In Lovecraftian horror, the little details that are left out for reader’s imagination usually embellish the ones that form the premise. Considering the time of publication(1927), I was amazed at the metallurgical details author put on that other worldly meteorite – a soft, ductile non homogeneous shrinking mass completely in contradiction with every definition. Miskatonic University analysis of the specimen, is said to have concluded traces of ‘Widmanstatten ferrite’ in its texture along with strong ‘silicon’ affinity and other unfathomable properties. Interestingly enough, the iron ore content goes well with frequent lightening at crate and Silicon, the semiconductor material, could, though arguably, give some scientific side to the strange colours. And the effect of ‘colour’ and meteorite to the surroundings and inhabitants, though archaically, draws close parallelism with modern day nuclear holocaust. Seemingly prophesying HPL was keen to leave the ‘unknown factor’ in a rather clever manner with protagonist’s outsider pov. Never are the readers credited with the authenticity of ‘strange days’, and Ammi Pierce, the sole inhabitant and spectator of the incident, for all we know is an unreliable narrator. Nevertheless, in all its openness and reticent narrative, The Colour out of Space had my preponderant attention buoyed up.

Though it should have been the other way around, ‘the blasted heath’ and Gardner Estate constantly reminded me of Mirkwood from Stranger Things and Keyhouse from Locke and Key. And the strangest part was, as usual, me being more immersed in Howard’s word flow and writing, than the creeping alien horror this story is famous for.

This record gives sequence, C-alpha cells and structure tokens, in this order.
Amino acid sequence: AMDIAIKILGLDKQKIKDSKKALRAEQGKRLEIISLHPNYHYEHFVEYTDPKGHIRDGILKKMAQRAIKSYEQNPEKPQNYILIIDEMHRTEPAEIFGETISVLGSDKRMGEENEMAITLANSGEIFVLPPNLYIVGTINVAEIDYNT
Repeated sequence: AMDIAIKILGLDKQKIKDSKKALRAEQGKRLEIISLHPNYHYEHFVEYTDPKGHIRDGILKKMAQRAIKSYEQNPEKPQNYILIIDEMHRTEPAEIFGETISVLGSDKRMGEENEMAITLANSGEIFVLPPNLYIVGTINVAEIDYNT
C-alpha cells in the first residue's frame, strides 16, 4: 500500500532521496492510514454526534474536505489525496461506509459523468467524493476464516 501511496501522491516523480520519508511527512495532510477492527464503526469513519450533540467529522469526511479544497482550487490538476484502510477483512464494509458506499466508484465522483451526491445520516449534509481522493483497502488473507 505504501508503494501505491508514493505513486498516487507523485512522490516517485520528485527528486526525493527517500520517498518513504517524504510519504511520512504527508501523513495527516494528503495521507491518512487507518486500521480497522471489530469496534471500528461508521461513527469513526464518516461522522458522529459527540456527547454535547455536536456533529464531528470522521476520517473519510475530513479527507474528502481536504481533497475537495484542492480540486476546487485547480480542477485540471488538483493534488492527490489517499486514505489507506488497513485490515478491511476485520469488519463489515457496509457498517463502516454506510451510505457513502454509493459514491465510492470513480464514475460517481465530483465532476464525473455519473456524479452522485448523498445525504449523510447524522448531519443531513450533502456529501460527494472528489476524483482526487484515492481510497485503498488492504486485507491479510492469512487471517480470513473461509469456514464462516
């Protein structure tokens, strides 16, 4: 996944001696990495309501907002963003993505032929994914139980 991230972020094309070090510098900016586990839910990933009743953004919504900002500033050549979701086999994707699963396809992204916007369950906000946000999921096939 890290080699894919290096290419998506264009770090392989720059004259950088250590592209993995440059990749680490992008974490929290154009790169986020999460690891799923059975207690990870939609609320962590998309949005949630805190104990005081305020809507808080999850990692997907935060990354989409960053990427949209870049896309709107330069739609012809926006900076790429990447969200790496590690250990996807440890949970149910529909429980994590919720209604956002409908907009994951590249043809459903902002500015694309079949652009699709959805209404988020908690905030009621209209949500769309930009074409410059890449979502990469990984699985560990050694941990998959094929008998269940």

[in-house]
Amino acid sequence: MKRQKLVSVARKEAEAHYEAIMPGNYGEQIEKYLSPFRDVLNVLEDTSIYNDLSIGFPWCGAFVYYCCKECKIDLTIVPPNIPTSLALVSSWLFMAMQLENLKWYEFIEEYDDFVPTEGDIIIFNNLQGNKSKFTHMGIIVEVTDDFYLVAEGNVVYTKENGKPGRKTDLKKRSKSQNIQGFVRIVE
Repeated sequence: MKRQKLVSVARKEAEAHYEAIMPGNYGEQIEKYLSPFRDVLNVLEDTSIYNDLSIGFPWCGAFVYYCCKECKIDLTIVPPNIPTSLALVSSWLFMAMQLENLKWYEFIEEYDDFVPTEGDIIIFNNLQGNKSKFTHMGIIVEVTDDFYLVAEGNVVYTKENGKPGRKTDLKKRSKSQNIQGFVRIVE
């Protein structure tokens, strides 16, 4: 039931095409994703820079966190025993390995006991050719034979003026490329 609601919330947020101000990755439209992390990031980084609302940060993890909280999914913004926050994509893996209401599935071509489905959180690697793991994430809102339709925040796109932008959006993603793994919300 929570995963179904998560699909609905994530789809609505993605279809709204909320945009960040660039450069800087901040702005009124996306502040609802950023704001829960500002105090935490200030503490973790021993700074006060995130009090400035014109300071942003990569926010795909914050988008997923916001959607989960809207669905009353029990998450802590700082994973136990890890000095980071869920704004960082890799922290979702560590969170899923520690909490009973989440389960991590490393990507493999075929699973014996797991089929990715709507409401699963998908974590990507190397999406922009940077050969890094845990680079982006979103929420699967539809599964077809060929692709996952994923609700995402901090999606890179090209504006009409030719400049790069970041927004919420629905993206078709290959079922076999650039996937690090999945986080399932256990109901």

Seasons of Glass and Iron (Nebula Winner-short story- 2016)

Available for free read here

Congratulations on Nebula, and congratulations on tricking me into reading Fantasy.


This story in its essentials, felt like a modern day retelling of two Brothers Grimm fairy tales – Bearskin and Old Rinkrank that I barely remember from my childhood (my memory might as well be wrong here). What I loved about the narrative was the ambiguity that followed Tabitha and Amira, like they were already part of a well expanded universe, the details of which readers are free to imagine. In this retelling or extended act of passing reference, Author intertwined the essentials of both fairy tales into one lovely story, making them female centric and in poles with the original perspective. My ambitious and embarrassing attempts to understand the metaphors are given below.

Number 7, from a Biblical view point represent perfection or completion and number 1 stands for unity or oneness, the numbers which the female protagonists of this story identify themselves to be bound in by magic. So Tabitha before reaching completion of penance(of her and her were-wolf-would-be-man husband) by exhausting the ‘seven’ pairs of shoes, gets to taste the ‘Apple’ of Glass Mountain(which could be argued as this story’s Eden). She then decides to be ‘one’ with Amira and leaves her baggage, thanks to the new found wisdom. And they both leave the safety of Glass and Iron(their personal paradises), for ‘Away’(Earth) with nothing but the company of each other and the sense of freedom.

I think I might have heavily misread the ‘things’, this allegorical reading was supposed to explore the nuances of. Nevertheless the lovely prose will have every reader covered for sure.